We just need someone to believe in us. This was the impassioned plea of established and aspiring youth entrepreneurs who joined experts and opinion shapers from across the globe to have frank discussions on boosting youth employment in Sub-Saharan Africa.
Recounting how they were forced to overcome hurdle after hurdle to create thriving businesses, they made a strong call to governments, private sectors and development organisations to create mentorship programmes and other effective mechanisms to unleash the true potential of the region’s burgeoning youth population.
“I come from a region in the world where 70 percent of our population are under 25, many of whom are unemployed or underemployed. So it is important for us to sit together to find solutions and interventions that can stem the systematic idleness of our youth,” said Commonwealth youth awardee, Sherifah Tumusiime.
The young Ugandan entrepreneur founded Zimba Women, a social enterprise that helps women get internet access. She encouraged young people to persevere despite the challenges.
“If you have a business, a career, a project that you want to start, my advice to you is to just start. After you start you can look for help, because there are networks, there is funding, and there is training. The important thing is to listen to the voice in your head and just start.”
The dialogue in Magaliesburg, South Africa, was organised by Wilton Park, an executive agency of the UK Foreign and Commonwealth Office, that provides a global forum for strategic, policy-shaping discussions on issues such as international security, prosperity and justice. It is being delivered in collaboration with the Commonwealth Secretariat, the UK Department for International Development, the British Council, Restless Development and the Institute of Development Studies.
Speaking at the event, Commonwealth Secretary-General stressed that harnessing the full potential and genius of the youth and providing them with decent work opportunities is an urgent priority for the Commonwealth.
“Leaders at the Commonwealth Heads of Government Meeting (CHOGM) in London earlier this year agreed that our member countries, together with the Commonwealth Secretariat, should develop fresh strategies and mechanisms for addressing youth employment.
“They also agreed on the need to invest in a systems approach to supporting young people through skills building, entrepreneurships and apprenticeships.”
The Secretary-General spoke about the power of recently launched Commonwealth initiatives such as the innovation hub - a digital platform, designed to showcase and promote new ideas and innovations.
“This is a treasure trove of ideas and innovations from across the 53 member states, 87 organisations and 2.4 billion of the Commonwealth – for you and by you. And you can load it onto your mobile so it is literally in the palm of your hands,” she said.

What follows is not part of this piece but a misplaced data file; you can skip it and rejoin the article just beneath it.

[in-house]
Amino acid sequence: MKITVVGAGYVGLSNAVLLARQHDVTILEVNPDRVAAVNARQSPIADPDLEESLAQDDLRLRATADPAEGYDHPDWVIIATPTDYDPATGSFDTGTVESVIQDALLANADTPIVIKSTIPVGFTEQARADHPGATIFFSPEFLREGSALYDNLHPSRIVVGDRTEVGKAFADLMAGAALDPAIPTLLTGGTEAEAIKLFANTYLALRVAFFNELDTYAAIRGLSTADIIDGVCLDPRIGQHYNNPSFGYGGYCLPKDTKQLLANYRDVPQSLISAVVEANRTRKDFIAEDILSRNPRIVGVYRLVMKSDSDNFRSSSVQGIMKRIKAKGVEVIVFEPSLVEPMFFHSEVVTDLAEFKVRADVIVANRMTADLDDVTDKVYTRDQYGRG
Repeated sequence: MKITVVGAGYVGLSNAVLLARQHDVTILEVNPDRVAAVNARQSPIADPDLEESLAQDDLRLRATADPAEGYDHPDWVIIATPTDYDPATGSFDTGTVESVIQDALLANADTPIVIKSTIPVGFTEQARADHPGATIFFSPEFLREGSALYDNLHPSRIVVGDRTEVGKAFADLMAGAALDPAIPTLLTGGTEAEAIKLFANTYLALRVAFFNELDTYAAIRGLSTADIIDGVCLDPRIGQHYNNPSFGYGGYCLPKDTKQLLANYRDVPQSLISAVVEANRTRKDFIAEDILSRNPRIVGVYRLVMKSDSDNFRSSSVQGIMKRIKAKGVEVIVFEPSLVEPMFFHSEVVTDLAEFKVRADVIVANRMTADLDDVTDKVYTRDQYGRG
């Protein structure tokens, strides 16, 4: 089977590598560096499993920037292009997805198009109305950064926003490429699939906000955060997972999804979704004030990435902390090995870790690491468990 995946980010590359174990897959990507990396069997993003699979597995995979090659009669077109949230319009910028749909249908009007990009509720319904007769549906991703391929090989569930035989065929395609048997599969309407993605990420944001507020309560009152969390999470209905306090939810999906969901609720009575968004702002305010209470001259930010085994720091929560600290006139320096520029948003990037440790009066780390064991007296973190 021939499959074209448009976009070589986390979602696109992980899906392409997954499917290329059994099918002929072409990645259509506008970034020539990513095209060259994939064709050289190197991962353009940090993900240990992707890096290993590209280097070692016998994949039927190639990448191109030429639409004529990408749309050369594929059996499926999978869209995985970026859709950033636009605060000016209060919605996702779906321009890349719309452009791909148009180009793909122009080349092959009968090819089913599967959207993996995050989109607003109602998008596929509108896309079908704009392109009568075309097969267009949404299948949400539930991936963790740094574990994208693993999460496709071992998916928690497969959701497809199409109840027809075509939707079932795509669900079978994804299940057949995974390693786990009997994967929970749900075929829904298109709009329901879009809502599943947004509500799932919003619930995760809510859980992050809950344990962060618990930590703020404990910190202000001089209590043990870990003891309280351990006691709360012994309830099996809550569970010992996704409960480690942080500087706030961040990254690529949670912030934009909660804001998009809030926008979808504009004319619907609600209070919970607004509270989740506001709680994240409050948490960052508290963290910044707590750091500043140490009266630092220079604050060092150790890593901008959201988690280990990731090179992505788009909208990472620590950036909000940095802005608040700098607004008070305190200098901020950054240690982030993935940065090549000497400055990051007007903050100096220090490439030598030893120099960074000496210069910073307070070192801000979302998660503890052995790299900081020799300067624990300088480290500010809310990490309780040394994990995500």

It is supplemented, she added, by other key initiatives such as the Small and Medium-sized Enterprises (SMEs) networks, which have already been established in South East Asia, and the Pacific and is due to be launched in Africa later this year.
Layne Robinson, the Commonwealth Secretariat’s Head of Social Policy Development, highlighted a number of other targeted programmes, pioneered by the Commonwealth to boost youth employment.
This includes a Youth Credit Initiative, which formed the basis of a number of national youth entrepreneurship programmes, and networks of young entrepreneurs in East, Southern and West Africa as part of its Commonwealth Alliance of Young Entrepreneurs programme.
Recently, the Secretariat joined forces with the United Nations Conference on Trade and Development to create a Policy Guide on Youth Entrepreneurship. The guide supports policymakers in designing national entrepreneurship policies and programmes that will better serve and respond to the needs of young entrepreneurs.
The Secretary-General urged participants at the youth employment dialogue to explore how complex and related issues such as gender empowerment and climate change impact youth development.
In addition to attending the youth dialogue, the Secretary-General met Luwellyn Landers, Deputy Minister of International Relations and Cooperation, who congratulated her on a successful CHOGM. They discussed collaboration on elections, trade and tackling corruption and illicit financial flows.
She also met Minister of Health, Aaron Motsoaledi to explore Commonwealth contributions to ending domestic violence and particularly violence against women and girls, and effective and innovate healthcare across the Commonwealth, including through universal healthcare, addressing non communicable diseases and supporting a preventative approach to healthcare.
The Secretary-General will continue her engagement with stakeholders and is due to attend celebrations marking the centenary of President Nelson Mandela’s birth.